Thursday, February 18, 2010

The Third Wave of Feminism and Beyond

Posted by: Michelle Haimoff

Cross-posted on and

Last Thursday I went to a panel called “The Third Wave of Feminism and Beyond” at Steven Kasher Gallery in New York City. The gallery is currently featuring a great exhibit of Cynthia MacAdams’ black & white feminist portraits from the 70’s.

Panelists included beat poet and performer Anne Waldman, Academy award winning actress and documentary film director Lee Grant, NOW NYS Young Feminist Task Force co-chair Jerin Alam and Women’s Media Center Director Jehmu Green. Liz Abzug, President of the Bella Abzug Leadership Institute, moderated.

As is the case with all panels, the discussion wasn’t linear, but rather a mashup of interesting topics, ranging from women in the media, to issues of race, class and sexual orientation, to speculation on where the feminist movement is today.

Here are five Interesting things that were said:

1. Liz Abzug mentioned that her students don’t refer to themselves as feminists, saying things like, “feminism is just one part of my agenda.” It is only when she asks them if we have achieved what we need to achieve for women and girls in this country that they reconsider.

2. Lee Grant, who was blacklisted in Hollywood in the 1950’s for being a Communist said that she hadn’t wanted to be a feminist. “I wanted to be the cute pretty girl,” Grant said, but Hollywood “wouldn’t let me.”

3. Jerin Alam talked about the imperialistic tendency of American feminists to say, “our way is the best way,” and to try to liberate the women of other countries rather than help them create their own brand of feminism. When asked how she reconciles feminism with Islam, she replied, “magically,” and encouraged us to visualize the world as a salad bowl instead of a melting pot.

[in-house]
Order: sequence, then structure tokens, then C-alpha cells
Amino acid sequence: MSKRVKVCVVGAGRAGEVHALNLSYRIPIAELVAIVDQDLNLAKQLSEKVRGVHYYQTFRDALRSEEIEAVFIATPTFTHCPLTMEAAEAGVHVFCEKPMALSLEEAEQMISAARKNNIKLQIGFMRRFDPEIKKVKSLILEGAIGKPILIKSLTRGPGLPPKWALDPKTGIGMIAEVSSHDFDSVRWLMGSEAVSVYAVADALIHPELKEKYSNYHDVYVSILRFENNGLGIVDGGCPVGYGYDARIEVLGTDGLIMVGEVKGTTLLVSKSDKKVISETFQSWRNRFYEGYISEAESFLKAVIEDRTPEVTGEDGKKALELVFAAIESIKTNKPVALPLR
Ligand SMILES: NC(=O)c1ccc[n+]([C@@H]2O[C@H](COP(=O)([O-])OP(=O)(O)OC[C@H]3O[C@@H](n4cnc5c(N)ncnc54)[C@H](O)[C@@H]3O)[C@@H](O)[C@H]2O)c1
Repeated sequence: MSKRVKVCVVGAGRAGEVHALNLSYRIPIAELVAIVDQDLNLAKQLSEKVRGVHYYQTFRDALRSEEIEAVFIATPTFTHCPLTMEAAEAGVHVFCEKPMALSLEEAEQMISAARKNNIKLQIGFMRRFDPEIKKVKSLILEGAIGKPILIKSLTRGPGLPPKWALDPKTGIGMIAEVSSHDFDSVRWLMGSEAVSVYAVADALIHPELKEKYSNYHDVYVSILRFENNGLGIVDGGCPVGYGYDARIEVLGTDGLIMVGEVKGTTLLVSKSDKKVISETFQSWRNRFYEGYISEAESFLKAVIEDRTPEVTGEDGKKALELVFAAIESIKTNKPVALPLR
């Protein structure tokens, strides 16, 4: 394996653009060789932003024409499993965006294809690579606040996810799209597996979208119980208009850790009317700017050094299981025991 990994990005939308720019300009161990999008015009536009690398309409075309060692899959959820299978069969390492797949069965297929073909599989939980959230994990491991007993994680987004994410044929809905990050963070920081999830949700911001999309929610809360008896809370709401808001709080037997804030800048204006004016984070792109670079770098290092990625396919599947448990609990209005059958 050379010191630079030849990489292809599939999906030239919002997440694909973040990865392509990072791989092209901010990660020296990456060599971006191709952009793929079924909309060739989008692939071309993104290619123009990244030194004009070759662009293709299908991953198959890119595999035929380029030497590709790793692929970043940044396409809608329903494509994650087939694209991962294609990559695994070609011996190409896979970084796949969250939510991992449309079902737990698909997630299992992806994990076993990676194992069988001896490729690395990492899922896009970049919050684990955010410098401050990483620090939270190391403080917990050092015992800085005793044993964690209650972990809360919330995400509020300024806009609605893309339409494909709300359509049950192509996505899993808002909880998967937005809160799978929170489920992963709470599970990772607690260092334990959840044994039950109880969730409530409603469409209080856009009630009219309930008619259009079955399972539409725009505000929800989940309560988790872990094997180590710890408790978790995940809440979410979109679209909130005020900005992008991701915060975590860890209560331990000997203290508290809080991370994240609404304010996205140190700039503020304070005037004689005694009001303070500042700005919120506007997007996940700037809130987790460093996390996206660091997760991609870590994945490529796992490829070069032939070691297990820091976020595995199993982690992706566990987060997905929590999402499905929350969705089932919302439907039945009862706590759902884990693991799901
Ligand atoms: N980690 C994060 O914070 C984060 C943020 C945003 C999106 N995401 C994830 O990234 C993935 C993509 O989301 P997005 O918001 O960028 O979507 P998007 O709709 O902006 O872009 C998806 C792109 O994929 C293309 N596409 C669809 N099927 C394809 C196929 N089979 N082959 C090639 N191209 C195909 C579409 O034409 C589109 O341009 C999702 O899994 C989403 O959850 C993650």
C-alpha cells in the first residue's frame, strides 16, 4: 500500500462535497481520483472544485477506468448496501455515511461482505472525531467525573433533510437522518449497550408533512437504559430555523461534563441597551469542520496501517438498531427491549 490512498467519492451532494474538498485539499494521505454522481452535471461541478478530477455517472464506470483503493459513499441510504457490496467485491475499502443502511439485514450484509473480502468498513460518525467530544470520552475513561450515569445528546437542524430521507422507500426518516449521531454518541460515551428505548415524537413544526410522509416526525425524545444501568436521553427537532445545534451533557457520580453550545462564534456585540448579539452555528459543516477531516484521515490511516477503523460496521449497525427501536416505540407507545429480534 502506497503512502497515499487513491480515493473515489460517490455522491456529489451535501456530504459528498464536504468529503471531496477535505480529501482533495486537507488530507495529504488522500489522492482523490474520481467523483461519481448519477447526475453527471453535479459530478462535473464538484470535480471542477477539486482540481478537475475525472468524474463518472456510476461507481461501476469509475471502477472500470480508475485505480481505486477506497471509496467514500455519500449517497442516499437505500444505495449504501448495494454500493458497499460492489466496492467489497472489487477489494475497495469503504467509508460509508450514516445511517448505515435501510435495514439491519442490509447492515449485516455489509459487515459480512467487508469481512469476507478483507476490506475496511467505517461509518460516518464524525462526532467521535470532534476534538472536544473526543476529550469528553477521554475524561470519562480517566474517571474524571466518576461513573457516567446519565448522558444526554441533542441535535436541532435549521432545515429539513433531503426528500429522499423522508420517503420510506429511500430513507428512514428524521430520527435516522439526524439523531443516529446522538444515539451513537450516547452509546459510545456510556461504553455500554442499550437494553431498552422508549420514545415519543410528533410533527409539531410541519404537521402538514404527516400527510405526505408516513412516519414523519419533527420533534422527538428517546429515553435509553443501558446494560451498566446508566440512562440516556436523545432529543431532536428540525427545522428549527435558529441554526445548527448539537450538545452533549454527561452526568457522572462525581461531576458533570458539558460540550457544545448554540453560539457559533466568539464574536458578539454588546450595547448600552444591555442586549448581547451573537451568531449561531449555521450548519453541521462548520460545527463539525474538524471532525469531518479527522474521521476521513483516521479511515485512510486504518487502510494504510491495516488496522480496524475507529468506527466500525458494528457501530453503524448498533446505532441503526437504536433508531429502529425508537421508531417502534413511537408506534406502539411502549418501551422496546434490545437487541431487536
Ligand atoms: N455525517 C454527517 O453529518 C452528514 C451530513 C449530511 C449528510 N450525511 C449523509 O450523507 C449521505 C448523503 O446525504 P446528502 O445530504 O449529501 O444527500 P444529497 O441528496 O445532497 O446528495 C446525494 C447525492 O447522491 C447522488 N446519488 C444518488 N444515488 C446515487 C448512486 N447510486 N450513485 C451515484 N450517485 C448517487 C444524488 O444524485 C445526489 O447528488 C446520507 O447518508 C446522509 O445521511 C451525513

4. Jehmu Green talked about the latest attacks on a woman’s right to choose, which she described as potentially the biggest rollback of reproductive rights in her lifetime. She voiced concern over how Obama removed the gag rule in secret, while Bush had reinstated it as a White House celebration, and pointed out that “right now we’re not behaving as a community, as a political force to be reckoned with.”

5. Green also distinguished the strides made by women in media in front of the camera from those made behind it. She explained that, even though we look like we’ve come a very long way in front of the camera, men still dictate 97% of the “clout” decisions (i.e. - what stories to run).

Everyone on the panel and in the audience agreed that Meryl Streep is a phenomenon.

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